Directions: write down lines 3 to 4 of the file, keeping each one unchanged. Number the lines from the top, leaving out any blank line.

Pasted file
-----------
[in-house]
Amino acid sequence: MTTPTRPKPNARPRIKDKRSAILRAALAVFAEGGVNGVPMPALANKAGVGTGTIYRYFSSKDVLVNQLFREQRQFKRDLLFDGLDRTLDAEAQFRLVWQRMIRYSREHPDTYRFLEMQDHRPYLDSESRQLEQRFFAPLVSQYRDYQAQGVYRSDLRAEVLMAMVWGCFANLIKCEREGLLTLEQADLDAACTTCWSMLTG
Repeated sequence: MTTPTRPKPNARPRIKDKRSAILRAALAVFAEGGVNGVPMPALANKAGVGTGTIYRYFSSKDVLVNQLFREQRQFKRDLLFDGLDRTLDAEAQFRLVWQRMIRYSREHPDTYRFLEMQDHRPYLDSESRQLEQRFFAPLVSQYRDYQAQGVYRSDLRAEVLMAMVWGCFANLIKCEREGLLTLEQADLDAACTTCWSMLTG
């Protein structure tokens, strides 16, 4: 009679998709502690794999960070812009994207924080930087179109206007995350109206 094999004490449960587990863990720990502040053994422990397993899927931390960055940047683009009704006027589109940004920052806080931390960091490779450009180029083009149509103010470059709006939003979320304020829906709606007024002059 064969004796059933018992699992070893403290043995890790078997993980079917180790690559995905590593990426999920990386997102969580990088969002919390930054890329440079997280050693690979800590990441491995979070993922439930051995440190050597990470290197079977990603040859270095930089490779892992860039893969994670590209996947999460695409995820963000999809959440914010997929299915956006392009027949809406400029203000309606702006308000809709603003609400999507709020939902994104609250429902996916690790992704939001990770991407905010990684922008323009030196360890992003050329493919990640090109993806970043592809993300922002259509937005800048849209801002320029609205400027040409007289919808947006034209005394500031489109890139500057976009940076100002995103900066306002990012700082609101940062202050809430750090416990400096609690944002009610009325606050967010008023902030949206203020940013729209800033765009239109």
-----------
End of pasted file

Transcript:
Repeated sequence: MTTPTRPKPNARPRIKDKRSAILRAALAVFAEGGVNGVPMPALANKAGVGTGTIYRYFSSKDVLVNQLFREQRQFKRDLLFDGLDRTLDAEAQFRLVWQRMIRYSREHPDTYRFLEMQDHRPYLDSESRQLEQRFFAPLVSQYRDYQAQGVYRSDLRAEVLMAMVWGCFANLIKCEREGLLTLEQADLDAACTTCWSMLTG
């Protein structure tokens, strides 16, 4: 009679998709502690794999960070812009994207924080930087179109206007995350109206 094999004490449960587990863990720990502040053994422990397993899927931390960055940047683009009704006027589109940004920052806080931390960091490779450009180029083009149509103010470059709006939003979320304020829906709606007024002059 064969004796059933018992699992070893403290043995890790078997993980079917180790690559995905590593990426999920990386997102969580990088969002919390930054890329440079997280050693690979800590990441491995979070993922439930051995440190050597990470290197079977990603040859270095930089490779892992860039893969994670590209996947999460695409995820963000999809959440914010997929299915956006392009027949809406400029203000309606702006308000809709603003609400999507709020939902994104609250429902996916690790992704939001990770991407905010990684922008323009030196360890992003050329493919990640090109993806970043592809993300922002259509937005800048849209801002320029609205400027040409007289919808947006034209005394500031489109890139500057976009940076100002995103900066306002990012700082609101940062202050809430750090416990400096609690944002009610009325606050967010008023902030949206203020940013729209800033765009239109």